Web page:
Why not embrace your worries and display your finished piece?

Make Temporary Art

Temporary Art
Image courtesy of jugglingwithkids.com

Ephemeral art is designed not to last forever; in fact, it can be dismantled very quickly. The act of creating something, only for it to be destroyed soon after allows the artist to explore the links between loss and mourning and confronting their feelings towards this.

Great examples of Ephemeral art include sand art and pavement chalk creations. However, you can use lots of different materials to create this type of art. Go out into nature and take a look around you, what can you find? Collect items which you know are not permanent and then start creating.

What you could use:

  • Chalk
  • Sand
  • Flowers/ fallen leaves/feathers
  • Pebbles

Once you’ve collected your items, decide on what you will make. Is it an abstract design, or an image of something familiar? When it’s completed, enjoy your creation but don’t feel too bad when it disappears. You can always try creating something else!

Tip: If you collect your items from nature, focus more on discarded and fallen items on the ground. You want to reuse items, not take from something that is still growing.

Do Something for Yourself or For Others

Sometimes you just need a little you time. Other times, it feels great to be selfless and give to others. Here are a range of activities to help you celebrate your positive qualities or share some happiness with others.

Capturing Yourself in Your Art

Self-drawings are a great way to explore how you see yourself. For this activity, we’ll be focussing on capturing your positive strengths and putting them onto paper.

What you will need:

  • A freestanding mirror
  • Canvas, card, or paper
  • Your choice of mediums – you could use a watercolor paint set, acrylics, or simply pencil crayons

Find a free and quiet space and set up your supplies. In your mirror, study your reflection and then begin to transfer what you see onto your paper. Don’t just paint what you see with your eyes, but look at transferring your positive attributes too. What do you see when you look at yourself?

Tip: Not quite confident enough to try a traditional self-portrait? Don’t worry; why not try an abstract one instead? Or if you want to try something different why not take and print out some pictures of yourself. Tear these apart and put them all back together into one big self-portrait of yourself.

Draw Yourself as a Tree

Tree of strength
Image courtesy of creativityintherapy.com

Trees are strong and withstand years of hardship. They stand tall and true whilst supported by their strong roots. What would you look as a tree? This is a great activity to help you discover and identify all your positive traits.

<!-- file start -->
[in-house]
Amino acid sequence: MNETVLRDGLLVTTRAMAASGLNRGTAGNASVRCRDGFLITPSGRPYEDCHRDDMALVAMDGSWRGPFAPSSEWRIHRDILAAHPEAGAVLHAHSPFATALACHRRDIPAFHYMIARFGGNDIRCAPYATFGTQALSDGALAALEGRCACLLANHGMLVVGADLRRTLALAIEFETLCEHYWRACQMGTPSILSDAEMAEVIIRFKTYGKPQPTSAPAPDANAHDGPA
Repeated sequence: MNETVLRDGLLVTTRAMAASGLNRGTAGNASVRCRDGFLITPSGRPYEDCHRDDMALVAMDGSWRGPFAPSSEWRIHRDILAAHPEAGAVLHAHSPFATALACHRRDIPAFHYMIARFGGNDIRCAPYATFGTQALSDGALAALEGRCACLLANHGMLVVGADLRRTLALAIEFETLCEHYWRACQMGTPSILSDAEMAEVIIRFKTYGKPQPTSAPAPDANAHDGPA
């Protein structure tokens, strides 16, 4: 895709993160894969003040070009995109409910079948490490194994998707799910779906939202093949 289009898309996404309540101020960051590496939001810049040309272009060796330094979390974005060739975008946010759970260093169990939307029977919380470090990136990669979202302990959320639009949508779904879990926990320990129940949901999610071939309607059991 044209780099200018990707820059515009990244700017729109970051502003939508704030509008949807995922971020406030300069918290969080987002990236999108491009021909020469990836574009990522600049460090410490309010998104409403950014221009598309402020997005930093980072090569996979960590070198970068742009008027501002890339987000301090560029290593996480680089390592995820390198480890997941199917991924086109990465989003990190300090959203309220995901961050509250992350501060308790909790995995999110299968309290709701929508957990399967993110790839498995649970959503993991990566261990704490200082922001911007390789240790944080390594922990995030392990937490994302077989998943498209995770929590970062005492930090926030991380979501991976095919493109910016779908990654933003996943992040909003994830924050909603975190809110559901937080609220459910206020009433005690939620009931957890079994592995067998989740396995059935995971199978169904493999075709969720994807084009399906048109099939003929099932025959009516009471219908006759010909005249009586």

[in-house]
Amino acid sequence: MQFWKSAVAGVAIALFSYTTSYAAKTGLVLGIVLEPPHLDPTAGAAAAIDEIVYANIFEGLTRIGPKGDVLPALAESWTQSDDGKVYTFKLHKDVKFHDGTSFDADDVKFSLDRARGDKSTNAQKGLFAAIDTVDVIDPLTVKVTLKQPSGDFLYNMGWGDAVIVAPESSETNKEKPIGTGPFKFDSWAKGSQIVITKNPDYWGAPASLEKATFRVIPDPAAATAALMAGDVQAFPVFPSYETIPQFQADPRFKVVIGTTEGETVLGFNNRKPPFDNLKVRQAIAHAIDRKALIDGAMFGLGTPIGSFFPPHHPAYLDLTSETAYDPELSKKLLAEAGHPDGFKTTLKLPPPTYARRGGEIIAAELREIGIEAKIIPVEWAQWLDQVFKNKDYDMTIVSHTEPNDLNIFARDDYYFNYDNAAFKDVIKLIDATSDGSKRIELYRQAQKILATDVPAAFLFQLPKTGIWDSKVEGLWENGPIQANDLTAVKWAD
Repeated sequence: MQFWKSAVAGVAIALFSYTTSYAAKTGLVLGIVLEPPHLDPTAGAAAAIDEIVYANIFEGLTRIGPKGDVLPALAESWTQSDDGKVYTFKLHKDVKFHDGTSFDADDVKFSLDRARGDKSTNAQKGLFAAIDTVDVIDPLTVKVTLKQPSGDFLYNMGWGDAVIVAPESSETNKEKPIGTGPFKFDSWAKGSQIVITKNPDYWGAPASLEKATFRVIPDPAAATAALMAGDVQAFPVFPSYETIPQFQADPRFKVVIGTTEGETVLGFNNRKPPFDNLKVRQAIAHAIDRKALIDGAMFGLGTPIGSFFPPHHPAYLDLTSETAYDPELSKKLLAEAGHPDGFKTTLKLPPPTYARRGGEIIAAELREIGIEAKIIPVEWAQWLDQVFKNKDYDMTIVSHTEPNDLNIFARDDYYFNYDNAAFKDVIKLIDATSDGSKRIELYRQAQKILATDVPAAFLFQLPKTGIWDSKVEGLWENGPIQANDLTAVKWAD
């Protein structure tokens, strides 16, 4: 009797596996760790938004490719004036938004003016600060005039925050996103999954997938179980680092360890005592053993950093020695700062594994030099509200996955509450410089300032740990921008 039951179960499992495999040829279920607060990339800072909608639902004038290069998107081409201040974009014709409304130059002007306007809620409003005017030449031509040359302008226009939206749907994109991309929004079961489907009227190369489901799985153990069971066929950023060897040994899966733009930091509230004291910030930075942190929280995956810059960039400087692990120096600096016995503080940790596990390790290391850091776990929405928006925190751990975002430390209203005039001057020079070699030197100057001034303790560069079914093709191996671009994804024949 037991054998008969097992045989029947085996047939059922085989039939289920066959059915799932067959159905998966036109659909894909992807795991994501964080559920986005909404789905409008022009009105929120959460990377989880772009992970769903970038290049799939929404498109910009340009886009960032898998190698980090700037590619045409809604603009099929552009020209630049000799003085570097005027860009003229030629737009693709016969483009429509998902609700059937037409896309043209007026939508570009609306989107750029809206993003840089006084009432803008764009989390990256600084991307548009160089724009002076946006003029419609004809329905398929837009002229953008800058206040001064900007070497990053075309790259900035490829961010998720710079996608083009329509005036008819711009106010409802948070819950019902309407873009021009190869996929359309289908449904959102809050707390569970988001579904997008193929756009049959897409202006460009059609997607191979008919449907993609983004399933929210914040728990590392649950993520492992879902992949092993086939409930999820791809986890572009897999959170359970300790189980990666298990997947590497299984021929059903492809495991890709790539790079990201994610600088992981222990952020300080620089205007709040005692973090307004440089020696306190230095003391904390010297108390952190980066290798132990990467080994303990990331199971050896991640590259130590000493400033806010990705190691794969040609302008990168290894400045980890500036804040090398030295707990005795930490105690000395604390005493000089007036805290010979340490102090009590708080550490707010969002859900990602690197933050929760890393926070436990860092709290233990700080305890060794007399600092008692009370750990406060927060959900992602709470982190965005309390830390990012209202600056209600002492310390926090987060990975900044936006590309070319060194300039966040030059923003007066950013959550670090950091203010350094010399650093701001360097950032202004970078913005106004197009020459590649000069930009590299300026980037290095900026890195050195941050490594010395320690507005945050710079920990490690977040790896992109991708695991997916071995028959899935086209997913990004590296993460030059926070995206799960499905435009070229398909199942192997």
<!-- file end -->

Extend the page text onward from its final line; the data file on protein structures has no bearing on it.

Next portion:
What you will need:

  • Sketchbook or paper
  • Pencil crayons
  • A Pen

Draw yourself as a tree, making sure to give yourself lots of strong roots. Next grab your pen and next to each root start listing all of your strong qualities. Are you loyal, caring, resourceful, kind?

Tip: Want to do something a little different? Draw a tree, but instead of listing your qualities in the roots, why not picture them flourishing from its leaves.

When you’ve done, display your work!

Rock Painting

rock painting
Image courtesy of youandkids.com

This is another craft that has become very popular in recent years. You’ve probably found a few on your travels around your neighborhood. It’s always a delight to discover one and it feels good to give to others, so why not spread some happiness and distribute some of your own?

What you will need:

  • Clean dry rocks
  • Acrylic paint or paint pens
  • PVA Glue or a craft sealant
  • Paintbrushes

Take your rock and decide on a design – this could be a picture, a doodle, or an inspirational quote. Start painting! Once you’ve finished let your design dry and then cover it with your craft sealer. Leave to dry.

Now take a walk around your local area and leave your stones for others to find.

Summary

Art and crafts can be an extremely cathartic way to help an individual understand their inner thoughts and feelings. Not only can they help you to sit back and relax, but they can also assist you in dealing with such feelings as loss, trauma, and anxiety.

From creating a worry doll to crafting your own mixed-media journal, why not partake in some art therapy activities and see what arts and crafts can do for you.

Hope you got something from this article.

Ged Richardson